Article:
Digital Literacy for Technical Communication helps technical communicators make better sense of technology’s impact on their work, so they can identify new ways to adapt, adjust, and evolve, fulfilling their own professional potential. This collection is comprised of three sections, each designed to explore answers to these questions:
- How has technical communication work changed in response to the current (digital) writing environment?
- What is important, foundational knowledge in our field that all technical communicators need to learn?
- How can we revise past theories or develop new ones to better understand how technology has transformed our work?
Bringing together highly-regarded specialists in digital literacy, this anthology will serve as an indispensible resource for scholars, students, and practitioners. It illuminates technology’s impact on their work and prepares them to respond to the constant changes and challenges in the new digital universe.
Table of Contents
Foreword: JoAnn Hackos
Part One: Transformations in Our Work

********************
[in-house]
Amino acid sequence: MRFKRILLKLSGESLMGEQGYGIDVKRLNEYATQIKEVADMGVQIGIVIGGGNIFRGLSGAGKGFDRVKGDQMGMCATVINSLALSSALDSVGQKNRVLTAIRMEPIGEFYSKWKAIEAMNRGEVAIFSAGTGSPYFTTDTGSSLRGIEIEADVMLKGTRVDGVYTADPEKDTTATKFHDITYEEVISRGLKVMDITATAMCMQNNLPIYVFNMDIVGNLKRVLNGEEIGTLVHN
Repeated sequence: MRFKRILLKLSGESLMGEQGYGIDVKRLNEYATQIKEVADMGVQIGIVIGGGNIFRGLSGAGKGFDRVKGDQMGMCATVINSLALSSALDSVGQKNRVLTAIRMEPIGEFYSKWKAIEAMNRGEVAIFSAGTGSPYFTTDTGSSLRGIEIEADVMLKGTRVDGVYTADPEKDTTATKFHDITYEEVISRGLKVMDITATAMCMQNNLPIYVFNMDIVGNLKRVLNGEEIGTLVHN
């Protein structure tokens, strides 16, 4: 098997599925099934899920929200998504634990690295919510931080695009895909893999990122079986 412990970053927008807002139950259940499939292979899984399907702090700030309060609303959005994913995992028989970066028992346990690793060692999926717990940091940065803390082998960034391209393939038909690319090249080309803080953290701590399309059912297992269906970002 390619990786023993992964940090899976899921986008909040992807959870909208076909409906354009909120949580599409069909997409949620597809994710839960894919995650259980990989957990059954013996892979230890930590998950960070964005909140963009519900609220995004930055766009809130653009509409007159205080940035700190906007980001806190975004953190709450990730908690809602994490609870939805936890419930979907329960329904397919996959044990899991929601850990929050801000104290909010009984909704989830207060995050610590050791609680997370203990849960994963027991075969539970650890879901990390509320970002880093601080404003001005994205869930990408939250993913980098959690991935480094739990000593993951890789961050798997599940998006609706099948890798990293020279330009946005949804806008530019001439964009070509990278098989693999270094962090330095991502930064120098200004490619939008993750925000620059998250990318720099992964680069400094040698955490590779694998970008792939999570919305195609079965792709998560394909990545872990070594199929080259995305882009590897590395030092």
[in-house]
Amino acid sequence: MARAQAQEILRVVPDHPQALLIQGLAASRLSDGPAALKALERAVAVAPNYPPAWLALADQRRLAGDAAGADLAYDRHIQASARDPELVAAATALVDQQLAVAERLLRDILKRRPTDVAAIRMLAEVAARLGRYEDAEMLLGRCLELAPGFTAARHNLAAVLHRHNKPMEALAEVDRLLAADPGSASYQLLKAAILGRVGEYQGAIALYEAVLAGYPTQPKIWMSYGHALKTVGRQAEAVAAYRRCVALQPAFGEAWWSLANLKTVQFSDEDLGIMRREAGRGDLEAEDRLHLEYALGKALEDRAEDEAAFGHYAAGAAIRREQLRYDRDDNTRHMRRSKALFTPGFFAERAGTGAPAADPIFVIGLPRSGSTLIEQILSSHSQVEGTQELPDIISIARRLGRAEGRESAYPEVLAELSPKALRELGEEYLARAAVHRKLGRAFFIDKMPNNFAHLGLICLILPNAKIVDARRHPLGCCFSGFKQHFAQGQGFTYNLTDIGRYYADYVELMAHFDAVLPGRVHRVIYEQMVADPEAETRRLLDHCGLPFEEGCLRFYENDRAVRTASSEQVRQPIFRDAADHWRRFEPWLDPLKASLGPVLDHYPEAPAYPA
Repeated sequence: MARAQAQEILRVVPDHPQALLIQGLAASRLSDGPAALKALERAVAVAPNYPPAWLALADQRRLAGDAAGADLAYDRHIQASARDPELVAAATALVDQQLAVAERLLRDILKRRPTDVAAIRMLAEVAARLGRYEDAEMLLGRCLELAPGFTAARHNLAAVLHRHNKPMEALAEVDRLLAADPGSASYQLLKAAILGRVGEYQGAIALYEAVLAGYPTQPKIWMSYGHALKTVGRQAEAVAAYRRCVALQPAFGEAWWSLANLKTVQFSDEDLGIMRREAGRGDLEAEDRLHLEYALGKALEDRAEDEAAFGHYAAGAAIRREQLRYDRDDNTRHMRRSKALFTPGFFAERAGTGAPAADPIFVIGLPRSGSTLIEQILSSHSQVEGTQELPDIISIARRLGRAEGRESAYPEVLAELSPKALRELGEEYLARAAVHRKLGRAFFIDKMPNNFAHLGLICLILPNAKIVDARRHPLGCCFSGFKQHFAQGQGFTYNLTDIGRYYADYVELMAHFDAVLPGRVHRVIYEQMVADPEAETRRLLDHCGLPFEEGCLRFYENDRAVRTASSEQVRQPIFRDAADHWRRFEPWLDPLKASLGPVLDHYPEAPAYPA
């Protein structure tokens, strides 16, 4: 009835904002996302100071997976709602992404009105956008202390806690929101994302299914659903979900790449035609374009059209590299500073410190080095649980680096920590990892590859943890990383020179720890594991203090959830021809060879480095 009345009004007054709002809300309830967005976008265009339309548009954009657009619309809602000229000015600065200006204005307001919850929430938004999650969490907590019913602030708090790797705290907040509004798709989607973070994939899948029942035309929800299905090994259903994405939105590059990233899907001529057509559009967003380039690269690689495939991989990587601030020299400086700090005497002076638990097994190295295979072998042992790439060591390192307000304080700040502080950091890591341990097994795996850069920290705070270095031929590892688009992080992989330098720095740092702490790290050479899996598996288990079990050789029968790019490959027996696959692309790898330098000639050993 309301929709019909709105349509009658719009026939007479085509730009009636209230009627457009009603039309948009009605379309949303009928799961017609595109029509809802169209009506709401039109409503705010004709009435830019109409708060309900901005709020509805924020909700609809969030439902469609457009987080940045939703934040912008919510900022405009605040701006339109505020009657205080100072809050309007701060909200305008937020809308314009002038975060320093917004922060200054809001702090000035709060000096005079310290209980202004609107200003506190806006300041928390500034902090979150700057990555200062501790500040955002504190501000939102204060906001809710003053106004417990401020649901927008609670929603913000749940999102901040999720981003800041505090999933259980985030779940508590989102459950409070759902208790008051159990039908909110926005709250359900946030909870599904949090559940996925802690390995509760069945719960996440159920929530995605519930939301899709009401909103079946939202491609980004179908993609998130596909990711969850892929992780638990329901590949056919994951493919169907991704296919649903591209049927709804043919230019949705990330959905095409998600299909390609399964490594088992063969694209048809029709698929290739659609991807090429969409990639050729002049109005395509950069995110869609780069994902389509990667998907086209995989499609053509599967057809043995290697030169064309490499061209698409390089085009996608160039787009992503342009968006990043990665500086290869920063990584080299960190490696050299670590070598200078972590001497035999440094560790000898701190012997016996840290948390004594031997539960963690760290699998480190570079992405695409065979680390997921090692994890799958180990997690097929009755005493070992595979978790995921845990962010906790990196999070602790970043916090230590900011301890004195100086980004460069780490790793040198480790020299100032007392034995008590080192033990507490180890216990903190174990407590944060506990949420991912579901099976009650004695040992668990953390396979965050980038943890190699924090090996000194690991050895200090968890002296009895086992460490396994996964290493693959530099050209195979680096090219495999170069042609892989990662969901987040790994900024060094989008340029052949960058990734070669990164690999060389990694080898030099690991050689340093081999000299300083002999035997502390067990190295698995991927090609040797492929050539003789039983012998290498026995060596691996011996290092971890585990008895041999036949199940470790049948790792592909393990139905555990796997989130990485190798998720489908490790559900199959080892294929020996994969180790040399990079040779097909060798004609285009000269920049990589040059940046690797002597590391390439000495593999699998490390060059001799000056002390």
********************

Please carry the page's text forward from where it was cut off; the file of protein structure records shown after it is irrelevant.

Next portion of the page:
- Computers and Technical Communication in the 21st Century -- Saul Carliner
- The Effects of Digital Literacy on the Nature of Technical Communication Work -- R. Stanley Dicks
Part Two: New Foundational Knowledge for Our Field
3.Shaped and Shaping Tools: The Rhetorical Nature of Technical Communication Technologies -- Dave Clark
4. Information Design: From Authoring Text to Architecting Virtual Space -- Michael Salvo and Paula Rosinski
5. Content Management Beyond Single Sourcing -- William Hart-Davidson
Part Three: New Directions in Cultural, Cross-Cultural, Audience, and Ethical Perspectives
6. Human+Machine Culture: Where We Work -- Bernadette Longo
7. Understanding Digital Literacy Across Cultures -- Barry Thatcher
8. Addressing Audiences in a Digital Age --Ann Blakeslee
9. Ethical Frames of Technical Relations: Digital Being in the Workplace World -- Steven Katz and Vicki Rhodes
Rachel Spilka, is Associate Professor at the University of Wisconsin-Milwaukee. Her current research interests are on reexamining audience and defining, from the perspective of students, promising strategies for achieving greater diversity in academic programs in the field. Over the past thirty years, she has interspersed academic positions with work in industry, including manager of the Society for Technical Communication (STC) Research Grants Committee and Ken Rainey Excellence in Research Award Committee. Her previous edited volumes Writing in the Workplace: New Research Perspectives (Southern Illinois UP, 1993) and, with Barbara Mirel, Reshaping Technical Communication: New Directions for the 21st Century (Erlbaum, 2003) both received the Best Edited Collection Award in Scientific and Technical Communication from the National Council of Teachers of English (NCTE).